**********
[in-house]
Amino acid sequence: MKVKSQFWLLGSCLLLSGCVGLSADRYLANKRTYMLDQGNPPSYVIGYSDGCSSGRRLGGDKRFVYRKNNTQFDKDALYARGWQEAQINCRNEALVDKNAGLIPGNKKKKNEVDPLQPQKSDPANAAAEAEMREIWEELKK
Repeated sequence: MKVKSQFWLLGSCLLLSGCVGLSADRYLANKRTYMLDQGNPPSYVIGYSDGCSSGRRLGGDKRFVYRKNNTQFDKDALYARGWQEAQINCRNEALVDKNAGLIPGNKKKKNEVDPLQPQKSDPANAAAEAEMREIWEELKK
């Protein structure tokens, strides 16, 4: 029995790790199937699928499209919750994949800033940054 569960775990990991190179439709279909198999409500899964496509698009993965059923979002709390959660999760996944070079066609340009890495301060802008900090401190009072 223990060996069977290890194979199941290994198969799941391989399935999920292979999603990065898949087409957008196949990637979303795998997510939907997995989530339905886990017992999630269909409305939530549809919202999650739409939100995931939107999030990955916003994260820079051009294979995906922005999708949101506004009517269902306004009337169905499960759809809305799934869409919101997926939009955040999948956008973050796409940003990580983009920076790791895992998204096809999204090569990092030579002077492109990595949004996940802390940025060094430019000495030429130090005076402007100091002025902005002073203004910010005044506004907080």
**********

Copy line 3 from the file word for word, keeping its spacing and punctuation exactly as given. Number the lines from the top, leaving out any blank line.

Repeated sequence: MKVKSQFWLLGSCLLLSGCVGLSADRYLANKRTYMLDQGNPPSYVIGYSDGCSSGRRLGGDKRFVYRKNNTQFDKDALYARGWQEAQINCRNEALVDKNAGLIPGNKKKKNEVDPLQPQKSDPANAAAEAEMREIWEELKK